Ivan, a strong Category 4 hurricane (downgraded to a Category 3 at landfall), caused widespread erosion and overwash along the northwestern Florida barrier-island beaches. This study examines the storm impact and short-term post-storm recovery along a 200-km stretch of coast from Fort Walton Beach eastward to St. George Island. One prestorm and three poststorm beach-profile surveys were conducted to quantify the storm-induced morphological changes and poststorm recovery. Forty-six trenches were excavated to study the characteristics and thickness of subaerial storm deposits.
Extensive inundation and overwash occurred within 100 km from the storm center at landfall. Significant beach/dune erosion was measured as far as 300 km east of the storm center. The highest elevation of beach erosion extended considerably above the measured storm-surge level, indicating that storm-wave setup and swash run-up played significant roles in controlling the elevation of beach erosion. A simple empirical formula reproduced the wave setup and swash run-up reasonably well. Beach recovery began immediately after the storm. Within 90 days, the berm crest recovered to its prestorm elevation, although it was now located approximately 15 m landward for nonoverwashed sites and 30 to 40 m for overwashed sites. The steep prestorm foreshore slope was restored from the gentle storm profile within 30 days.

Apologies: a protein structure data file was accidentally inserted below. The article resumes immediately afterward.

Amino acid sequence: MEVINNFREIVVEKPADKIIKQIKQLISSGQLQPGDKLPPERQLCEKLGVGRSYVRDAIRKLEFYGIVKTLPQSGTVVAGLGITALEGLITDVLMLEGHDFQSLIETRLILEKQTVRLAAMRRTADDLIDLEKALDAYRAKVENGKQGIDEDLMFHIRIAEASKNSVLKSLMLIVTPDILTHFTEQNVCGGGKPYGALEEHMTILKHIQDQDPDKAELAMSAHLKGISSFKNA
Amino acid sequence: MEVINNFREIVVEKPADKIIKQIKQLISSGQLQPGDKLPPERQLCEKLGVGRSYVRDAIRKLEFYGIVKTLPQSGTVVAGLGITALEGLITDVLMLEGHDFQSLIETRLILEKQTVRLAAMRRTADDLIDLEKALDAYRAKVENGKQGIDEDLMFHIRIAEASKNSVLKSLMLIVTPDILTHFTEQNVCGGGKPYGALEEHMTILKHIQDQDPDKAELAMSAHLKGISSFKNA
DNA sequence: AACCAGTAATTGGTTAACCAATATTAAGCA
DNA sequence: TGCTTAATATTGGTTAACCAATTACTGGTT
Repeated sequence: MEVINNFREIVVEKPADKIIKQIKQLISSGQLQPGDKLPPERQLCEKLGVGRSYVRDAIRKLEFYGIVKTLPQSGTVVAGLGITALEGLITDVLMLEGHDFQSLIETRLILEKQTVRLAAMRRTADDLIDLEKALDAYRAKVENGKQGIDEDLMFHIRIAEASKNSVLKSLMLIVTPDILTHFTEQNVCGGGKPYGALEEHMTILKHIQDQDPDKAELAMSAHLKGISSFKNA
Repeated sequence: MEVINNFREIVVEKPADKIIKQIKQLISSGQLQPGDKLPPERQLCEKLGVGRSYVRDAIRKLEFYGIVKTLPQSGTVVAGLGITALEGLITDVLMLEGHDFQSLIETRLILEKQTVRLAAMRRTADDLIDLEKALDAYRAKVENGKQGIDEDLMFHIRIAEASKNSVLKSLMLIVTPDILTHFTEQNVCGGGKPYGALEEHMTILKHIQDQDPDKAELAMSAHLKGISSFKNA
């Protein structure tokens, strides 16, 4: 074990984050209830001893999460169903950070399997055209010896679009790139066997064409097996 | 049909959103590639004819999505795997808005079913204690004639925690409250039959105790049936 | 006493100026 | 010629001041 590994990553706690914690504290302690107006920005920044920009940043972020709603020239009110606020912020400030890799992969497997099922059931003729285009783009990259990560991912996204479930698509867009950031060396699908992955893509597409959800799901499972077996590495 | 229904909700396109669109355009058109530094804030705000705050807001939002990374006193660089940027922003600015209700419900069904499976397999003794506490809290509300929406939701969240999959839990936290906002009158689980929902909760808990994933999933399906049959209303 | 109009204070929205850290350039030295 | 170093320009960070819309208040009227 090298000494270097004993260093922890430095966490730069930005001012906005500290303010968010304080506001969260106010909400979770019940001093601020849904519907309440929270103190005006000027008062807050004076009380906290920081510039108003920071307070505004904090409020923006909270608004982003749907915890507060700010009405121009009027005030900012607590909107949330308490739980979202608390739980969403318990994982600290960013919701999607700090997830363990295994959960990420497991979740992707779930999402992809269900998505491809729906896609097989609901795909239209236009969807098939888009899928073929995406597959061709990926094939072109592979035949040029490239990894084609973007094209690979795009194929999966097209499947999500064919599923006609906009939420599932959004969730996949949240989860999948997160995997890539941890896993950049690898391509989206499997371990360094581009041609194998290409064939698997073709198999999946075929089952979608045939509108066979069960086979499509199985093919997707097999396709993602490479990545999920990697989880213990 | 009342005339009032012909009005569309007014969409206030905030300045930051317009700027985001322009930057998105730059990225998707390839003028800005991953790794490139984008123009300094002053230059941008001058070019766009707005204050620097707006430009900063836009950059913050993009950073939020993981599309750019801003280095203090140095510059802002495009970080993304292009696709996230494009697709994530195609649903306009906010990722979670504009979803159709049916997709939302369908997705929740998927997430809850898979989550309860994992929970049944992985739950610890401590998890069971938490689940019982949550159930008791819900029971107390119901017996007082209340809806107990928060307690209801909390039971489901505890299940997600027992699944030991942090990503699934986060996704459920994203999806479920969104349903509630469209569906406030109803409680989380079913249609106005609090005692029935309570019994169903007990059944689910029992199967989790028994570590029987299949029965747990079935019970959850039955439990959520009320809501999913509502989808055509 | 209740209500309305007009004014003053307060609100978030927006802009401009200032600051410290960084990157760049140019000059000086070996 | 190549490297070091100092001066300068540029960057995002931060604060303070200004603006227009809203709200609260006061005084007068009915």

An apparent erosional surface was observed along the impacted foredune and backbeach, extending over 300 km eastward from the storm center. This erosional surface represents a net elevation loss ranging from 0.5 to over 2.0 m. A storm layer of up to 50 cm thick was deposited above the erosional surface. Generally, the storm-layer thickness decreases away from the storm center, as well as landward from the high tide line. Local factors such as beach width and orientation, and sediment properties and supply caused variations in the thickness of storm deposit.